Do brand loyalty, commitment, engagement metrics work ?

Interviewer:
So Byron, you’ve posted a couple of comments (one and two) recently to Robert Passikoff’s blog where you debunk his claims regarding the predictive validity of Brand Keys.  What do you have against Brand Keys ?

Byron:
Goodness, nothing.  I’ve made these sorts of comments about a number of proprietary brand equity services. Robert’s working hard and doing a great job at getting publicy for his company, and that’s how he attracted my attention.  I suppose perhaps I’m unwanted attention, but if you make public claims then you have to expect scrutiny.  I’m sure Robert doesn’t take my comments personally.

Interviewer:
But you don’t like these brand tracking services ?

Byron:
There is an industry that provides special scores on brands, based on surveying customers.  These services mostly claim to be measures of things like brand loyalty or brand equity.  They usually have exotic names like commitment model, brand esteem, brand voltage, brand asset valuator.  They offer to diagnose whether the brand is sick or not, and maybe to pin-point what is wrong, and suggest what to do about it – though most of the claims made for these services are simply about telling how weak or strong your brand is.  Essentially they claim to be able to predict whether the brand is about to gain or lose market share.

I think any claims made for these proprietary products should be subject to independent examination.  It’s the job of academics to do this testing.

Some of the claims are so extraordinary, and so important that they deserve to be checked out.  If they are turn out to be true that would be fabulous.

Interviewer:
And do these proprietary brand health surveys, these metrics, work?

Byron:
Well that’s just the thing.  No-one knows.  In their sales pitches there are claims of ‘validation’ studies that ‘prove’ they work but when I look at these studies I find they prove no such thing.  Bigger brands have more buyers who are more likely to say something (nice) about the brand in a survey – and that’s what appears to drive these metrics (that and sampling and other errors).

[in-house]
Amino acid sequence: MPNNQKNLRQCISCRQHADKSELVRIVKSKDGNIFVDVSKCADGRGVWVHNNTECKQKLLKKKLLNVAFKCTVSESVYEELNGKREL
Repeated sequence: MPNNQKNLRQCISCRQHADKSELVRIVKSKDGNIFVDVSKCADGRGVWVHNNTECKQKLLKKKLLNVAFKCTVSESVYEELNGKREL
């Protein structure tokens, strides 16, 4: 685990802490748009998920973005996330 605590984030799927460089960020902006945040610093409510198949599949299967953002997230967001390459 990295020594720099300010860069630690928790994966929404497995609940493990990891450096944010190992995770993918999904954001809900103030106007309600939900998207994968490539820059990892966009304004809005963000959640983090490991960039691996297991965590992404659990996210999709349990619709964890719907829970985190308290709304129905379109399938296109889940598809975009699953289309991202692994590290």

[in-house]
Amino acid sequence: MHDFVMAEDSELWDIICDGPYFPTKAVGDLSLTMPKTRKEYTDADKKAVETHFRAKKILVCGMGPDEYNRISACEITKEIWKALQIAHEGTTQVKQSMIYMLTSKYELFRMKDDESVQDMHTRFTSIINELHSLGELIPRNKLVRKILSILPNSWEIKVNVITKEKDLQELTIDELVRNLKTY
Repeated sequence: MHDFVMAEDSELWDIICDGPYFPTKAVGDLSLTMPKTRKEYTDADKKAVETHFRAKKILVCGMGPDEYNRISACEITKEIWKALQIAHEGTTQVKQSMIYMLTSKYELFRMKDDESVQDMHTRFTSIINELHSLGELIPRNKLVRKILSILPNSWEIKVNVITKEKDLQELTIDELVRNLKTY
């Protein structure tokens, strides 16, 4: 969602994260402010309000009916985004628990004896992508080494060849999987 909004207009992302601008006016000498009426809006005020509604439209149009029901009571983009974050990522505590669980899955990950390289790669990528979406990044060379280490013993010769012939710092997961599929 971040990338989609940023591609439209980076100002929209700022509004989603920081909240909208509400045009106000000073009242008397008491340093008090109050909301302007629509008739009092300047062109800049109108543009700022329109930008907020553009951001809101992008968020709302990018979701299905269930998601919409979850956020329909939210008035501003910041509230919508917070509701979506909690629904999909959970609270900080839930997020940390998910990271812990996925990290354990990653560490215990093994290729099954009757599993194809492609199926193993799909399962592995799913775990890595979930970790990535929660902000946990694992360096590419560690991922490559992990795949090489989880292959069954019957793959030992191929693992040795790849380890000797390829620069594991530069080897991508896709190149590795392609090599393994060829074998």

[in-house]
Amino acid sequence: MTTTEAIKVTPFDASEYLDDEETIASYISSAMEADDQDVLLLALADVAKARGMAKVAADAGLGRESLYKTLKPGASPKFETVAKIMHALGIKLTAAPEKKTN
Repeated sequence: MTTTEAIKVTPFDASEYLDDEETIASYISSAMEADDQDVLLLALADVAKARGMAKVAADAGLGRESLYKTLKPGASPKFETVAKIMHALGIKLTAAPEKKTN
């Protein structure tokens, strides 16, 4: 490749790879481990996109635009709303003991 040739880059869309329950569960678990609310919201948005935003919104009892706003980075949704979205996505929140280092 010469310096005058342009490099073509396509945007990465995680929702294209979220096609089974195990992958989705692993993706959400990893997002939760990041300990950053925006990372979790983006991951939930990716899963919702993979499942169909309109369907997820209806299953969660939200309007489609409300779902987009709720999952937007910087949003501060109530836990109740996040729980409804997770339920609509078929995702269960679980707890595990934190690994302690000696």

Interviewer:
But some of these services do claim to be validated by academic studies.

Byron:
Don’t get me started on this…it dismays me is when I see academics cosying up to the providers of these services and offering paid endorsements, or where academics themselves develop proprietary research approaches that they won’t allow others to test.

I don’t see any replicated tests by different teams of independent academics who aren’t being paid for their endorsement.

Interviewer:
So this sort of market research is pointless, we should just look at our sales figures ?

Byron:
Sales figures can be distorted by the stocking levels of the distribution system, but most marketers are well served by market research that accurately tracks sales and market share – and can break down the market share into penetration (numbers of customers) and behavioural loyalty metrics.  This sort of market research data is very valuable.

Interviewer:
You said something nice about market research.

Byron:
I say lots of nice things about market research, and market research consultancies.  I only sound grumpy when I hear people making bold empirical claims that haven’t been subjected to independent open tests.  I don’t like ‘black box’ methodologies, and I especially don’t like ones where they haven’t had (or won’t let) people independently check out their claims.

Interviewer:
Are you offering to do this?

Byron:
Absolutely.  I keep making the offer to the people who sell these services.  I point out that they have a lot to gain by having an independent test.  They often agree, but so far, sadly, an excuse seems to always pop up later why they can’t send the data or even a full description of previous analyses.

Interviewer:
Presumably the data is commercially valuable or confidential.

Byron:
Yes but they could send old data.  They could disguise it a bit.  They don’t have to necessarly reveal what’s inside the ‘black box’, for example, if they say that their black box predicts when a brand is going to change its sales trajectory then they should at least make some public predictions and then we can all wait and see how accurate they are.

Interviewer:
I guess they have everything to lose and little to gain – especially if their ‘black box’ brand loyalty measure is already selling well to marketers.

Byron:
That sounds like the same reason that psychics and astrologers tend to avoid independent tests.  But I would  hope that the market research industry operate to a higher level of ethics, and a greater respect for science.

Interviewer:
Well I suppose the solution is for the clients of these services to demand independent testing?

Byron:
Yes, there is nothing stopping marketers from doing this.  When they market their own products (like pharmaceuticals) they have to have their benefit claims backed by independent science.  They should demand the same from the people who are selling them ‘black box’ market research.

www.MarketingScience.info

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